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  1. #31
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    I do ...but I don't make it a battle...

    I have a 7 YO ina 2/3 class and two 6 YOs in 1st class. They have a home reader (the whole school has a booklet to sign off reading once a night and teh kids can earn certificates) if my lot don't like their reader they can choose something else from the shelf.
    Then they have a spelling sheet and a math sheet..it all comes home on a Monday and is to be handed in on a Friday, so they can do a little bit each day or a lot over a few days.
    They also have a 'show and tell' type of activity that we get told about on the Monday and they present a quick chat to theirclass on teh Friday (for EG, this past week was they had to take a photo of their family and talk about who everyone was and what they do)
    There are also little boxes on the Homework sheet that requires a parents signature (not just for the above) but for a physical actvity [eg rrun around your backyard 5 times, or ride your bike] and discuss "topic" with your parents - this past week was "Respect".

    We manage to fit it all in, we might skip a reader here or there if we have swimming on or everyone is over tired and they'd prefer to listen to me read to them at bedtime. Or depending on my work commitments.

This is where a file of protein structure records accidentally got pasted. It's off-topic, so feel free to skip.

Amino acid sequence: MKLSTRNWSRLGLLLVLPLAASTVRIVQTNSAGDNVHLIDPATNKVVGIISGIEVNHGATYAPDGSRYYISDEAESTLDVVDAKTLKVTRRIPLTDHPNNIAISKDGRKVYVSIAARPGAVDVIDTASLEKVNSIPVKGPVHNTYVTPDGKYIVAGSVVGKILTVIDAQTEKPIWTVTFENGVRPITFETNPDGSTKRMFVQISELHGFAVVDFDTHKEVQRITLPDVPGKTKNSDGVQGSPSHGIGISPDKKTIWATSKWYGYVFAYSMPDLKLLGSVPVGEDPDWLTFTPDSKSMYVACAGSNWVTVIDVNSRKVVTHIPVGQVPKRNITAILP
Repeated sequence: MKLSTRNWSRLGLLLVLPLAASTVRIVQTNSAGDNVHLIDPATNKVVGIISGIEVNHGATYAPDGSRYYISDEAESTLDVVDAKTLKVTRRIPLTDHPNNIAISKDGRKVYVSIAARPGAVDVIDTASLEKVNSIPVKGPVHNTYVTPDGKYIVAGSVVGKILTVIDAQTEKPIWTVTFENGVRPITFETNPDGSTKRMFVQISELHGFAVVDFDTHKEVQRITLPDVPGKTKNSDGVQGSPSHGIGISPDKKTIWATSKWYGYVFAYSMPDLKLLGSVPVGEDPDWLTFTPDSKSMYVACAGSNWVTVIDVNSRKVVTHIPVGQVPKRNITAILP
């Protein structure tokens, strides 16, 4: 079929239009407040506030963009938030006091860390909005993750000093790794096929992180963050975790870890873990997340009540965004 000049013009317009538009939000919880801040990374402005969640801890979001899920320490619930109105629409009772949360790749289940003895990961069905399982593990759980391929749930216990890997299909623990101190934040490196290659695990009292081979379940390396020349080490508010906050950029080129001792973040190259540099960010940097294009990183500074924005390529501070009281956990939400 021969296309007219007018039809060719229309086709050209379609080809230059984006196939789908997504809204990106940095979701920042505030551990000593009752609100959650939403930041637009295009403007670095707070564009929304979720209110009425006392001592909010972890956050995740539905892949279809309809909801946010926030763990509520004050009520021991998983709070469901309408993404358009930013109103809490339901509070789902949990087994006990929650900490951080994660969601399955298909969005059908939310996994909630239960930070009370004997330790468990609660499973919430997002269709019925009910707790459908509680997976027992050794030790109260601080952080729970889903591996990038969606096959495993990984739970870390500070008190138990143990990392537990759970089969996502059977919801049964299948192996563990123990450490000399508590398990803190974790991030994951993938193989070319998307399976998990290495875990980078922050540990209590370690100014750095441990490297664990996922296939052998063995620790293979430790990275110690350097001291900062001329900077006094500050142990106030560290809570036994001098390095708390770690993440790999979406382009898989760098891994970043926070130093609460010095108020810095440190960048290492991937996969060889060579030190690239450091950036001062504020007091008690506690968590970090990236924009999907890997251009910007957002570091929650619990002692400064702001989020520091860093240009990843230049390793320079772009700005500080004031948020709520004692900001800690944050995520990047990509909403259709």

..but, I think it provides a good connection between parent and teacher and student.

    We have all sorts of activity books at home anyway - but it is good to be able to see where they are up to as a class, and where they need help/support.

    we usually squeeze spelling/maths sheets in whilst I'm cooking dinner - so the three of them are at the table and I can still be doing something and hovering around if they need me.

    I'm kinda dreading Highschool though - my youngest sister is 14 and has HOURS of homework to do - no wonder there are so many kids burning out.

  2. #32
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    Default Do you believe in homework?

    I agree with nomsie. Reading and spelling are paramount. I can tell when children have done their spelling homework or not. Maybe a bit of times tables at home wouldn't go astray

  3. #33
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    I don't consider reading homework though. That is just what people do every night isn't it?

  4. #34
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    Quote Originally Posted by beebs View Post
    I don't consider reading homework though. That is just what people do every night isn't it?
    I always used to, and we used to enjoy it. Now we read the books dictated by the school, which has replaced our fun and exciting reading we used to do together. I absolutely consider it homework now just as I did in high school when the books were given to us to read which replaced the reading I loved.

  5. #35
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    Quote Originally Posted by Cheerilee View Post
    It makes the afternoons not enjoyable it ends up stressing the whole household out. I only have the two children so I can only imagine how hard it would be for you.

    Seems here that once one is upset about their homework then the other is upset about hers as well. Neither of them don't want to do it as they then get kept in at play time.

    Maybe it is time for me to talk to the school about their homework expectations

    I would be FURIOUS if my young child was kept in at play time to do homework.